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Series Geophysical References Series Problems in Exploration Seismology and their Solutions Lloyd P. Geldart and Robert E. Sheriff 7 221 - 252 http://dx.doi.org/10.1190/1.9781560801733 ISBN 9781560801153 SEG Online Store

## Problem 7.3a

Determine the acceleration of gravity at the orbit of a Transit satellite 1070 km above the Earth, knowing that ${\displaystyle {\textit {g}}}$ at the surface of the Earth is 9.81 m/s${\displaystyle ^{2}}$, and that the gravitational force varies inversely as the square of the distance between the centers of gravity of the masses. The radius of the Earth is 6370 km.

### Background

A satellite is in a stable orbit around the Earth when the gravitational force ${\displaystyle ({\textit {mg}})}$ pulling it earthward equals the centrifugal force ${\displaystyle mV^{2}/R}$, where ${\displaystyle g}$ is the acceleration of gravity, ${\displaystyle m}$ and ${\displaystyle V}$ the satellite’s mass and velocity, and ${\displaystyle R}$ the radius of its orbit about the center of the Earth.

### Solution

The radius of the satellite’s orbit is ${\displaystyle \left(6370+1070\right)=7440}$ km. Since ${\displaystyle g}$ is proportional to the force of gravity, at the satellite’s orbit,

{\displaystyle {\begin{aligned}g=9.81(6370/7440)^{2}=7.19\ \mathrm {m/s} ^{2}.\end{aligned}}}

## Problem 7.3b

What is the satellite’s velocity if its orbit is stable?

### Solution

For a stable orbit, the gravitational acceleration is balanced by the centripetal acceleration.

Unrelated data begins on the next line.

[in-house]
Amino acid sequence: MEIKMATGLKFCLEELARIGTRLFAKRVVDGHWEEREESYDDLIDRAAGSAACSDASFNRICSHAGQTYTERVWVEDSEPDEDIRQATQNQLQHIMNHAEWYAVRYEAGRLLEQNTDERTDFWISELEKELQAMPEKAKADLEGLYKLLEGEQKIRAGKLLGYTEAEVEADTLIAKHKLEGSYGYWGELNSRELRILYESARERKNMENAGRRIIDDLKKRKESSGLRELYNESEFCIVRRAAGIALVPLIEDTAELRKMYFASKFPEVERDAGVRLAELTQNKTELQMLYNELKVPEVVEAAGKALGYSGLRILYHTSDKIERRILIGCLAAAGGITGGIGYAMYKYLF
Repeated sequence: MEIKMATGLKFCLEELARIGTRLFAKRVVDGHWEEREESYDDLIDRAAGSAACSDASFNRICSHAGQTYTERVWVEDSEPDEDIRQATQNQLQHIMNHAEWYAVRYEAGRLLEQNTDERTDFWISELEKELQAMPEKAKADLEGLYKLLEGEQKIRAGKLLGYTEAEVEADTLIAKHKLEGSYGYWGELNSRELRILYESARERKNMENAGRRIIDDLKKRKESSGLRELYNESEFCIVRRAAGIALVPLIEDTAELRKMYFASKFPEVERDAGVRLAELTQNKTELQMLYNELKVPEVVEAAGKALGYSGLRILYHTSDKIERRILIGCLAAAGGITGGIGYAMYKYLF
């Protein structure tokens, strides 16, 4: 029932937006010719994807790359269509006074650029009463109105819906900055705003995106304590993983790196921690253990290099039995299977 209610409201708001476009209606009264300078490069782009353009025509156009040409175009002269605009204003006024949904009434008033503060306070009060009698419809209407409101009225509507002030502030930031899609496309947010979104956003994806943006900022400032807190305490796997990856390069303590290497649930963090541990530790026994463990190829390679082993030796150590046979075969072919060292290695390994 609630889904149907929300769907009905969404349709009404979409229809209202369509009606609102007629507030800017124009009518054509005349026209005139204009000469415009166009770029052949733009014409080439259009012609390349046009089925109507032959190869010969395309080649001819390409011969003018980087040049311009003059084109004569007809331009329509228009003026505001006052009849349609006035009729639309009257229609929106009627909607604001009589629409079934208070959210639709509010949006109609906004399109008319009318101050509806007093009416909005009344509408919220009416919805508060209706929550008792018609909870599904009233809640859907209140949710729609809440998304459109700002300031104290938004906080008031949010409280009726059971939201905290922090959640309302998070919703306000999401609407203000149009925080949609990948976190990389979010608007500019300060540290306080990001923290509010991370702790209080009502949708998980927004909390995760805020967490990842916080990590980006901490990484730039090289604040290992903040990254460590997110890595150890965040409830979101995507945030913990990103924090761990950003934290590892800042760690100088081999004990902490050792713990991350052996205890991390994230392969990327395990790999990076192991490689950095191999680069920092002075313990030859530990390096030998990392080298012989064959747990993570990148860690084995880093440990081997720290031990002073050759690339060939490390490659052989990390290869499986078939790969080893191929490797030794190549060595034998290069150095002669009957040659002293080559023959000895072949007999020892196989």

Thus,

{\displaystyle {\begin{aligned}V^{2}/R=g=7.19\ \mathrm {m/s} ^{2},\\V=(7.19\times 10^{-3}\times 7440)^{1/2}=7.31\ \mathrm {km/s} .\end{aligned}}}

## Problem 7.3c

How long does it take for one orbit?

### Solution

The length of the nearly circular orbit is ${\displaystyle 2\pi \times 7440}$ km, so the time for one orbit is

{\displaystyle {\begin{aligned}T=2\pi \times 7440/7.31=6395\ \mathrm {s} =106\ \mathrm {minutes} ,35\ \mathrm {seconds} .\end{aligned}}}

## Problem 7.3d

How far away is the satellite when it first emerges over the horizon?

### Solution

In Figure 7.3a, ${\displaystyle {\textit {O}}}$ is the point of observation. The satellite first becomes visible when it reaches the tangent to the Earth at ${\displaystyle {\textit {O}}}$. The tangent is normal to the radius at ${\displaystyle {\textit {O}}}$, so

{\displaystyle {\begin{aligned}x=(7440^{2}-6370^{2})^{1/2}=3840\,{\rm {km.}}\end{aligned}}}

Figure 7.3a  First visibility of satellite.

## Problem 7.3e

What is the maximum time of visibility on a single satellite pass?

### Solution

In Figure 7.3a the angle subtended at the center of the Earth by ${\displaystyle {\textit {x}}}$ is

{\displaystyle {\begin{aligned}\theta =\cos ^{-1}\left(6370/7440\right)=31.1^{\circ }.\end{aligned}}}

The satellite is visible while it traverses an arc subtending ${\displaystyle 2\theta =62.2^{\circ }}$. Since the entire orbit is traversed in 6395 s, the time of visibility is ${\displaystyle 6395\left(62.2/360\right)=1105\ \mathrm {s} =18}$ minutes, 25 seconds.